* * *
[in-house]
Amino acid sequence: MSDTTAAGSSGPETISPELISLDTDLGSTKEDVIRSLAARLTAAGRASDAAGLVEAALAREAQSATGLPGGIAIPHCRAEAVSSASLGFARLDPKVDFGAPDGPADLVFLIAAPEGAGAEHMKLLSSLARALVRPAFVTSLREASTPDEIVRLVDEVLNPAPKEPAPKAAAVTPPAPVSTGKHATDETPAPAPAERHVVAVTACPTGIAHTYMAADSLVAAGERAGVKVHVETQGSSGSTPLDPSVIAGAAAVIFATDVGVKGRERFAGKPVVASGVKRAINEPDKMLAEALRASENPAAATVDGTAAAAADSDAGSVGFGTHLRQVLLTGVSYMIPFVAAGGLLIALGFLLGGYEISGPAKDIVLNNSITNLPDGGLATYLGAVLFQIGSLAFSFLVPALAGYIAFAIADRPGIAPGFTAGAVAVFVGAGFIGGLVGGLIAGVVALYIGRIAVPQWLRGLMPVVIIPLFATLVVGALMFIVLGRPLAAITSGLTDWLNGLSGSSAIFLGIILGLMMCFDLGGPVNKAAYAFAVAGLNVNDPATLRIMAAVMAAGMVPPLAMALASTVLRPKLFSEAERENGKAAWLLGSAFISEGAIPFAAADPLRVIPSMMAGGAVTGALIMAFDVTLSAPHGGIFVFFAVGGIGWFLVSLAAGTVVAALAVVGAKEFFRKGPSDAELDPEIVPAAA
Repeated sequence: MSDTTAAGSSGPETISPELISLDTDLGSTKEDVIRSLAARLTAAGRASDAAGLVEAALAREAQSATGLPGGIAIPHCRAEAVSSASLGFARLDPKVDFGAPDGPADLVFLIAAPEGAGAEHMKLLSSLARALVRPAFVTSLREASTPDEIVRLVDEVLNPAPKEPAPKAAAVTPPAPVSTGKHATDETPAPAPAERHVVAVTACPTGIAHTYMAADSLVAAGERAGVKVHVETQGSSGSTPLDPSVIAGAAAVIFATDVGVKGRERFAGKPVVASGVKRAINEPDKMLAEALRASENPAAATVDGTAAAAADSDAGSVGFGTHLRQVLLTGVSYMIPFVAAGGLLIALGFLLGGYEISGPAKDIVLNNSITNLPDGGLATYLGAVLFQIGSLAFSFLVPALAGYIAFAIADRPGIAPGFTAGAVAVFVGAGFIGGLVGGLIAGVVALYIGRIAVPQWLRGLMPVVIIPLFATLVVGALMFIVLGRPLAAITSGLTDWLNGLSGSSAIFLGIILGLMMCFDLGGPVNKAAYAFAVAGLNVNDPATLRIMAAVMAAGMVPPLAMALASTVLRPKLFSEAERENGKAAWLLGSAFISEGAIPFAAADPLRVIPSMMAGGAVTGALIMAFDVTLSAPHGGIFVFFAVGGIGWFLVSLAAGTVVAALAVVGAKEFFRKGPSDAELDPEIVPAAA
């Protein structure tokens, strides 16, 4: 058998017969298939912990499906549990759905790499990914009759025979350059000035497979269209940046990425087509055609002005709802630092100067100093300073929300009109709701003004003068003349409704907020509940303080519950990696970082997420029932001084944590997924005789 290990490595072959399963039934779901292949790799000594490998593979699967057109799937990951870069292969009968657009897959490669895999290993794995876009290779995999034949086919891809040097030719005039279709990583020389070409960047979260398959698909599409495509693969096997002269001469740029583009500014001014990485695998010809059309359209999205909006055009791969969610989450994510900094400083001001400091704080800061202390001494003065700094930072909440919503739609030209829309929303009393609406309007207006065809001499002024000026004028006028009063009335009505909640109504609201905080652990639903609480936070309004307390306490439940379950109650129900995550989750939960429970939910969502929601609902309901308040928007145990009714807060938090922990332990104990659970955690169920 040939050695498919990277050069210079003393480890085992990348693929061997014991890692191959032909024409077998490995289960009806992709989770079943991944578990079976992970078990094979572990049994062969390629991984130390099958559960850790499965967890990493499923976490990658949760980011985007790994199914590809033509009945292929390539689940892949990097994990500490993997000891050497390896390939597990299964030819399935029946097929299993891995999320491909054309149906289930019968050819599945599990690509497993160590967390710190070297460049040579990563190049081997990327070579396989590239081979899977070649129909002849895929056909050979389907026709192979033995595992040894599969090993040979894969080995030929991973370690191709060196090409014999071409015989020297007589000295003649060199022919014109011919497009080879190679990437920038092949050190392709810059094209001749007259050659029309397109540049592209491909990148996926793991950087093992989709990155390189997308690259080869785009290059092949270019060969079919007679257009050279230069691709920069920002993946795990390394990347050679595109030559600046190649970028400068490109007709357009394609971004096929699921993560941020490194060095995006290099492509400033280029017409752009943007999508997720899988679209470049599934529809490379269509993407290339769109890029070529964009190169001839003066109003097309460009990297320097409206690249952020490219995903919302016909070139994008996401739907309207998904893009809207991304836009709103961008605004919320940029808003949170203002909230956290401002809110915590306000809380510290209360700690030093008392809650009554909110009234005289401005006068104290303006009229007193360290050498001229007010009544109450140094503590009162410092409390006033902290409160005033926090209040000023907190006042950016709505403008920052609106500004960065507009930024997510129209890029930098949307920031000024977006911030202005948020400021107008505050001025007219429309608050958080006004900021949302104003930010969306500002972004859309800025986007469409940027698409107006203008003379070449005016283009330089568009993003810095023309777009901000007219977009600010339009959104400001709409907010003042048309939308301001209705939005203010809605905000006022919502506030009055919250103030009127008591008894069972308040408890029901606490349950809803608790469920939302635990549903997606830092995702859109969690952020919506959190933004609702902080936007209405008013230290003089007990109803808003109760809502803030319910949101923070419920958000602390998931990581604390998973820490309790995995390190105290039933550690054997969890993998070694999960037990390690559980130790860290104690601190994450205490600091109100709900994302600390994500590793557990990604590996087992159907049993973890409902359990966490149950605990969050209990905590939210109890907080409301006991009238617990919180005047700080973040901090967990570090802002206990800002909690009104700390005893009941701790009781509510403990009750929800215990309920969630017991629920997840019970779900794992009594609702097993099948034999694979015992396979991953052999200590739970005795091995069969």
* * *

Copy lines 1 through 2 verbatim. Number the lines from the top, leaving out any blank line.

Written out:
[in-house]
Amino acid sequence: MSDTTAAGSSGPETISPELISLDTDLGSTKEDVIRSLAARLTAAGRASDAAGLVEAALAREAQSATGLPGGIAIPHCRAEAVSSASLGFARLDPKVDFGAPDGPADLVFLIAAPEGAGAEHMKLLSSLARALVRPAFVTSLREASTPDEIVRLVDEVLNPAPKEPAPKAAAVTPPAPVSTGKHATDETPAPAPAERHVVAVTACPTGIAHTYMAADSLVAAGERAGVKVHVETQGSSGSTPLDPSVIAGAAAVIFATDVGVKGRERFAGKPVVASGVKRAINEPDKMLAEALRASENPAAATVDGTAAAAADSDAGSVGFGTHLRQVLLTGVSYMIPFVAAGGLLIALGFLLGGYEISGPAKDIVLNNSITNLPDGGLATYLGAVLFQIGSLAFSFLVPALAGYIAFAIADRPGIAPGFTAGAVAVFVGAGFIGGLVGGLIAGVVALYIGRIAVPQWLRGLMPVVIIPLFATLVVGALMFIVLGRPLAAITSGLTDWLNGLSGSSAIFLGIILGLMMCFDLGGPVNKAAYAFAVAGLNVNDPATLRIMAAVMAAGMVPPLAMALASTVLRPKLFSEAERENGKAAWLLGSAFISEGAIPFAAADPLRVIPSMMAGGAVTGALIMAFDVTLSAPHGGIFVFFAVGGIGWFLVSLAAGTVVAALAVVGAKEFFRKGPSDAELDPEIVPAAA